Manmohan Singh

Manmohan Singh was born to Gurmukh Singh and Amrit Kaur on 26 September 1932, in Gah, Punjab, British India, into a Sikh family. He lost his mother when he was very young and was raised by his paternal grandmother, to whom he was very close. Singh married Gursharan Kaur in 1958. They have three daughters, Upinder Singh, Daman Singh and Amrit Singh

After the Partition of India, his family migrated to Amritsar, India, where he studied at Hindu College. He attended Panjab University, Chandigarh, then in Hoshiarpur, Punjab, studying Economics and got his bachelor’s and master’s degrees in 1952 and 1954, respectively, standing first throughout his academic career. He completed his Economics Tripos at University of Cambridge as he was a member of St John’s College in 1957. In 1960, he went to the University of Oxford for the D.Phil where he was a member of Nuffield College. After completing his D.Phil, Singh returned to India until 1966 when he went to work for the United Nations Conference on Trade and Development (UNCTAD) from 1966–1969.

In 1972, Singh was Chief Economic Adviser in the Ministry of Finance and in 1976 he was Secretary in the Finance Ministry. In 1980-1982 he was at the Planning Commission, and in 1982, he was appointed Governor of the Reserve Bank of India under then Finance Minister Pranab Mukherjee and held the post until 1985. He went on to become the deputy chairman of the Planning Commission of India from 1985 to 1987. In June 1991, India’s Prime Minister at the time, P.V. Narasimha Rao, chose Singh to be his Finance Minister. In 1993, Singh offered his resignation from the post of Finance Minister after a parliamentary investigation report criticised his ministry for not being able to anticipate a US$1.8 billion securities scandal

Singh was first elected to the upper house of Parliament, the Rajya Sabha, in 1991 by the legislature of the state of Assam, and was re-elected in 1995, 2001, 2007 and 2013.From 1998 to 2004, while the Bharatiya Janata Party was in power, Singh was the Leader of the Opposition in the Rajya Sabha. In 1999, he contested for the Lok Sabha from South Delhi but was unable to win the seat.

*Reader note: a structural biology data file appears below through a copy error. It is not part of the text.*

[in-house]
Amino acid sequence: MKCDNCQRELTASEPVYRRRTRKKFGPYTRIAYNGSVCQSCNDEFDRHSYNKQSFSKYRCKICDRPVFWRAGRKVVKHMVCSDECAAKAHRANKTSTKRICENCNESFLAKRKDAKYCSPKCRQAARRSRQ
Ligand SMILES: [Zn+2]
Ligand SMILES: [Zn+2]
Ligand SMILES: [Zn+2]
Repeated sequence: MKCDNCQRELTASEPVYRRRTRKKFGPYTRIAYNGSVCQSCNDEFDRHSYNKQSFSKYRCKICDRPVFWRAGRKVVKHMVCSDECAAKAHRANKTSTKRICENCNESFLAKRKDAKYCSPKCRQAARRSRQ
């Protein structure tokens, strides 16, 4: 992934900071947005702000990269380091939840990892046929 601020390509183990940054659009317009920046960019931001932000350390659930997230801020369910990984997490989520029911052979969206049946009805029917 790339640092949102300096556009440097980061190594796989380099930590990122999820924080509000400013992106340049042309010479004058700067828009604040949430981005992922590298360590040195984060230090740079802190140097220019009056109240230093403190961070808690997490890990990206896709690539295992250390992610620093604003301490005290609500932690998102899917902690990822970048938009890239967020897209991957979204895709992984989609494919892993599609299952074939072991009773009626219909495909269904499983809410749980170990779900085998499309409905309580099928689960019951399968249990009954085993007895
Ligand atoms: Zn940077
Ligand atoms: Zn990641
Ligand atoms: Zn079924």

After the 2004 general elections, the Indian National Congress ended the incumbent National Democratic Alliance (NDA) tenure by becoming the political party with the single largest number of seats in the Lok Sabha. In a surprise move, Chairperson Sonia Gandhi declared Manmohan Singh, a technocrat, as the UPA candidate for the Prime Ministership. Despite the fact that Singh had never won a Lok Sabha seat.

Singh’s government has continued the Golden Quadrilateral and the highway modernisation program that was initiated by Vajpayee’s government. In 2005, Prime Minister Singh and his government’s health ministry started the National Rural Health Mission, which has mobilised half a million community health workers. In 2006, his Government implemented the proposal to reserve 27% of seats in All India Institute of Medical Studies (AIIMS), Indian Institutes of Technology (IITs), the Indian Institutes of Management (IIMs) and other central institutions of higher education for Other Backward Classes which led to 2006 Indian anti-reservation protests. The important National Rural Employment Guarantee Act (NREGA) and the Right to Information Act were passed by the Parliament in 2005 during his tenure.

India held general elections to the 15th Lok Sabha in five phases between 16 April 2009 and 13 May 2009. On 22 May 2009, Manmohan Singh was sworn in as the Prime Minister during a ceremony held at Rashtrapati Bhavan

In 2010, Newsweek magazine recognised him as a world leader who is respected by other heads of state, describing him as “the leader other leaders love.” The article quoted Mohamed ElBaradei, who remarked that Singh is “the model of what a political leader should be.”

 

 

Leave a Reply

Fill in your details below or click an icon to log in:

WordPress.com Logo

You are commenting using your WordPress.com account. Log Out / Change )

Twitter picture

You are commenting using your Twitter account. Log Out / Change )

Facebook photo

You are commenting using your Facebook account. Log Out / Change )

Google+ photo

You are commenting using your Google+ account. Log Out / Change )

Connecting to %s